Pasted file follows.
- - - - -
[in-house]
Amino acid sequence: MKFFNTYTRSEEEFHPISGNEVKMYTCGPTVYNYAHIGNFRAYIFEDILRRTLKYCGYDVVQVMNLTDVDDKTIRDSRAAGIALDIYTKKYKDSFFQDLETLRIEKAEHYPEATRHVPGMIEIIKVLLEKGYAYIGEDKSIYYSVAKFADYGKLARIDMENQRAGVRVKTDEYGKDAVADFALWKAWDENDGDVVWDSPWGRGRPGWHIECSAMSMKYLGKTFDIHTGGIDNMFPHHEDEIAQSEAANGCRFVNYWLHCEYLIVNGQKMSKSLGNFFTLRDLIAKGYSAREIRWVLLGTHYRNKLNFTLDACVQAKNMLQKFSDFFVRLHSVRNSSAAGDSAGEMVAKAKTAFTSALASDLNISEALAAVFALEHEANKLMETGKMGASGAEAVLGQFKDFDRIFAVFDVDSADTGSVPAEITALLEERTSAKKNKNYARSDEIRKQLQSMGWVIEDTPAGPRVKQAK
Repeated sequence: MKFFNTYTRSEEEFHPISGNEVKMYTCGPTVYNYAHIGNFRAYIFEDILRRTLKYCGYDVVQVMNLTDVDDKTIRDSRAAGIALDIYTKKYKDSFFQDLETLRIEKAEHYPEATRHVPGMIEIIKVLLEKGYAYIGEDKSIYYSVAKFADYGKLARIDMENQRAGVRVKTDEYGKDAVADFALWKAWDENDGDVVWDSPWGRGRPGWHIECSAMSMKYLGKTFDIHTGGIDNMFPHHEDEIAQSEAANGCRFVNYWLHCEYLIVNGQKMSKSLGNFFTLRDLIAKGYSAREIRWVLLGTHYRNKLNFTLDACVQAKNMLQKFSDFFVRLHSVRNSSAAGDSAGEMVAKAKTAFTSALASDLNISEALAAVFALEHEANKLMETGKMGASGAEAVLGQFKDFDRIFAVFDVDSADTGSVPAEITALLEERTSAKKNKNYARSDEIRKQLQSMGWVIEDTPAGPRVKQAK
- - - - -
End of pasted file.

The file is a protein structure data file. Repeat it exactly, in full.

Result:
[in-house]
Amino acid sequence: MKFFNTYTRSEEEFHPISGNEVKMYTCGPTVYNYAHIGNFRAYIFEDILRRTLKYCGYDVVQVMNLTDVDDKTIRDSRAAGIALDIYTKKYKDSFFQDLETLRIEKAEHYPEATRHVPGMIEIIKVLLEKGYAYIGEDKSIYYSVAKFADYGKLARIDMENQRAGVRVKTDEYGKDAVADFALWKAWDENDGDVVWDSPWGRGRPGWHIECSAMSMKYLGKTFDIHTGGIDNMFPHHEDEIAQSEAANGCRFVNYWLHCEYLIVNGQKMSKSLGNFFTLRDLIAKGYSAREIRWVLLGTHYRNKLNFTLDACVQAKNMLQKFSDFFVRLHSVRNSSAAGDSAGEMVAKAKTAFTSALASDLNISEALAAVFALEHEANKLMETGKMGASGAEAVLGQFKDFDRIFAVFDVDSADTGSVPAEITALLEERTSAKKNKNYARSDEIRKQLQSMGWVIEDTPAGPRVKQAK
Repeated sequence: MKFFNTYTRSEEEFHPISGNEVKMYTCGPTVYNYAHIGNFRAYIFEDILRRTLKYCGYDVVQVMNLTDVDDKTIRDSRAAGIALDIYTKKYKDSFFQDLETLRIEKAEHYPEATRHVPGMIEIIKVLLEKGYAYIGEDKSIYYSVAKFADYGKLARIDMENQRAGVRVKTDEYGKDAVADFALWKAWDENDGDVVWDSPWGRGRPGWHIECSAMSMKYLGKTFDIHTGGIDNMFPHHEDEIAQSEAANGCRFVNYWLHCEYLIVNGQKMSKSLGNFFTLRDLIAKGYSAREIRWVLLGTHYRNKLNFTLDACVQAKNMLQKFSDFFVRLHSVRNSSAAGDSAGEMVAKAKTAFTSALASDLNISEALAAVFALEHEANKLMETGKMGASGAEAVLGQFKDFDRIFAVFDVDSADTGSVPAEITALLEERTSAKKNKNYARSDEIRKQLQSMGWVIEDTPAGPRVKQAK